(TOP 500 REVIEWER)   
This review is from: The Resistance (Hardcover)
THE RESISTANCE is the much-anticipated sequel to THE DECLARATION. It picks up where THE DECLARATION left off and is told through Peter's eyes.

He and Anna live together with Ben, Anna's brother, in a rundown house trying to keep out of the way. Peter and Anna aren't comfortable being Legal yet, and find the stares and nasty comments coming from the other citizens unsettling.

Peter and Anna work for the Underground whenever they can. They both want to see the Declaration a thing of the past.

Peter gets his chance when his grandfather, head of Pincent Pharma, offers him a position at the company. Pincent Pharma is responsible for Longevity, the drug that makes an extended life possible. Peter uses this opportunity to get information for the Underground.

What he finds causes him to question his beliefs about the Declaration, the Underground, and his relationship with Anna. It takes uncovering a horrible secret to put him back on track.

THE RESISTANCE was just as good as THE DECLARATION. The suspense keeps you turning page after page. Peter's character is so likeable and his devotion to Anna is heartwarming.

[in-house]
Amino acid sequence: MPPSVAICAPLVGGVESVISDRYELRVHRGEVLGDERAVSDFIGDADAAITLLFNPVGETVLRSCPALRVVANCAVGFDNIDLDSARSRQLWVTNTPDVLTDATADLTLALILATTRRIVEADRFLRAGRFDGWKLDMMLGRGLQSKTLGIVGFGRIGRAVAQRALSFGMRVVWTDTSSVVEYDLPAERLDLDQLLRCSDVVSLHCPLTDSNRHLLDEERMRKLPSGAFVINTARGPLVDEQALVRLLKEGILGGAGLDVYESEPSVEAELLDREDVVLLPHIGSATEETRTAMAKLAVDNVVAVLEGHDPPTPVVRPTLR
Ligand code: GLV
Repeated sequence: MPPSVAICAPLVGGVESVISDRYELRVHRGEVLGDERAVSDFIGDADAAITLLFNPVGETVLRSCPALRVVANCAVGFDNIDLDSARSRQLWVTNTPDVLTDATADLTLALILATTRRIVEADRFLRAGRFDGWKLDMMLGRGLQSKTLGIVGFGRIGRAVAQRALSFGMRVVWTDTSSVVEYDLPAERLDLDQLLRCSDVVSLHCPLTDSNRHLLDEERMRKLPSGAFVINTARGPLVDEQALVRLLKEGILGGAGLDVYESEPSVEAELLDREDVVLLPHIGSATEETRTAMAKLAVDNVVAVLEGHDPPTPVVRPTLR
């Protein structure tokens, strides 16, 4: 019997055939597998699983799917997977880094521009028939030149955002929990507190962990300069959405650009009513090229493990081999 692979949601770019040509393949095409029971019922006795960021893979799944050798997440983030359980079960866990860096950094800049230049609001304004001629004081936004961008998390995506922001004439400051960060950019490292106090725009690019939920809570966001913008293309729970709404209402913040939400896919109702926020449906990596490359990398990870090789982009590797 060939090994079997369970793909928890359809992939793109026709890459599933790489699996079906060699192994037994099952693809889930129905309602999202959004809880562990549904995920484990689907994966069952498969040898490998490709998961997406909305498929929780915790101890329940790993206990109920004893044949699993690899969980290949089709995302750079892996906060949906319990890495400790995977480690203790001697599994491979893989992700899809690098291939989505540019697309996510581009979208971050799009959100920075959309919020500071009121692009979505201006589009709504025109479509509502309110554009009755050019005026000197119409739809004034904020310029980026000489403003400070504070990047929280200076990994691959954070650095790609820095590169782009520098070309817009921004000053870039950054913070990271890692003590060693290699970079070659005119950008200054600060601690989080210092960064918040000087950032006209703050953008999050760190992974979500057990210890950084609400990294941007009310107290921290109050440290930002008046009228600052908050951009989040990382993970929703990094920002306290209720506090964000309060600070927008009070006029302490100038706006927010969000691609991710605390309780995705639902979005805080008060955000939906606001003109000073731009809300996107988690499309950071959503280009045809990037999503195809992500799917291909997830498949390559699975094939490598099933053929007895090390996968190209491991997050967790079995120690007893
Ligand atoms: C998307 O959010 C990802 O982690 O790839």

Gemma Malley leaves it open for another story, and I for one can't wait to see what happens next.

Reviewed by: Karin Librarian
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3 of 3 people found the following review helpful
5.0 out of 5 stars The future of the world...?, 1 Nov 2009
By 
Miss Leola (York, England) - See all my reviews
This review is from: The Resistance (Paperback)
The resistance is the brilliant, brilliant sequel to the utterly amazing The Declaration. I love both of these books so much. The concepts, the ideas and how terrifically deep some of them are. Gemma Malley has created a perfect piece of dystopian fiction for both older teens and adult to ponder.

The Resistance offers readers a morally challenging story, which makes us question ourselves, our society and what we believe. The story itself is very good. At first it felt a little slow but once it got going, the book never left my hands. I would suggest trying to read it in one day, as I had a very sleepless night, dying to know what would happen. This book absorbs you. Beware. Also, the book covers some very sensitive and quite disturbing incidents/ideas but they help make the book what it is.

Just as poignant and thoughtful as The Declaration, The Resistance creates a deep connection with the reader. Exciting and moving, these two books are the best reads I have ever had.
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2 of 2 people found the following review helpful
5.0 out of 5 stars A good sequel, 22 Oct 2009
By 
This review is from: The Resistance (Paperback)